“The greater danger for most of us lies not in setting our aim too high and falling short; but in setting our aim too low, and achieving our mark.”
– Michelangelo Buonarroti
Last week in a breakdown of the remaining schedule I wrote about the importance for the Nuggets of winning road games at a higher percentage and how their success or failure in that regard will most likely define them as a team.
One point I should have included but failed to make is that the Nuggets have in fact improved – albeit modestly – their road performance over the course of the season. On the surface this may come as little surprise, given their mercilessly road-heavy November and December. Early in the season, however, it remained an open question whether Denver would perform better away from Denver once their schedule became more friendly and road games were not so thickly concentrated.
That question has now been answered in the affirmative. The Nuggets have indeed made ascertainable progress as the difficulty of their schedule has eased off. In 2013 their road record is an even .500 with five wins and five losses. From the beginning of the season through the end of December, they went a measly 8-14 (.364).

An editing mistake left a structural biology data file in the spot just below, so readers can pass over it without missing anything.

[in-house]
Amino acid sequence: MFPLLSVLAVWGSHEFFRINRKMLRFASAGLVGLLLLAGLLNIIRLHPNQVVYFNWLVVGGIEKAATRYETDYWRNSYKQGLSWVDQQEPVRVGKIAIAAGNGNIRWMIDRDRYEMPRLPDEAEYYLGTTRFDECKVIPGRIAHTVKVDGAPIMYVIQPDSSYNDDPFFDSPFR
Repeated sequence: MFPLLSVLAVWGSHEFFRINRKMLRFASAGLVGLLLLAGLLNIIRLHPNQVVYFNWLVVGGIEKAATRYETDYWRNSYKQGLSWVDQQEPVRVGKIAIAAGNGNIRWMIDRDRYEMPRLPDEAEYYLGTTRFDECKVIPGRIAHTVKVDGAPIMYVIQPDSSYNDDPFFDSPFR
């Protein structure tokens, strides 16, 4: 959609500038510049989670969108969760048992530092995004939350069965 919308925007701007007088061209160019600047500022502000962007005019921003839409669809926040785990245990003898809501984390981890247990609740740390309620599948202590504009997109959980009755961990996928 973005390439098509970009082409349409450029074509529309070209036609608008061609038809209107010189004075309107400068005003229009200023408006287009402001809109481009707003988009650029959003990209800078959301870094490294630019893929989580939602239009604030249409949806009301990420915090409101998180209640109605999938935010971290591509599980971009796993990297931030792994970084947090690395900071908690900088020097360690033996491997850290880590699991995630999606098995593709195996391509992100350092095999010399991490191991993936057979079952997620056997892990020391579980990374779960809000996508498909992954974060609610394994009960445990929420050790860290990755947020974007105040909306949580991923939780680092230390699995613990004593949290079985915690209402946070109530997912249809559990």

So in purveying the remainder of the schedule, and considering realistic expectations for how the Nuggets should close out the season, it’s important to keep this context in mind as a backdrop: Denver has already been getting better at finding ways to win on the road. The progress is visible in graphing the progression of the Nuggets’ road game winning percentage over the course of the season.
***[UPDATE: Big thanks to RMC reader Jay McCoughlan was kind enough to send me improvements on the graphs I made. He used moving averages in order to show, as he put it, “how they are doing recently instead of taking into account the entire season.” Thumbnails of his graphs are below mine. Please click to enlarge. The yellow lines depict what was shown in my graphs, and the blue lines Jay’s updated moving averages. Notice that in both cases the moving averages show an even more robust improvement in Denver’s road success than mine had indicated.]***
Caveat: I’m no mathematician, and the trend line in the graph is the default “linear” trend line in my spreadsheet program. You can access the original document here, and if anyone with better math skills than me (which is probably most of you) can offer insight as to whether a different algorithm would portray a more accurate picture, your feedback would be most welcome.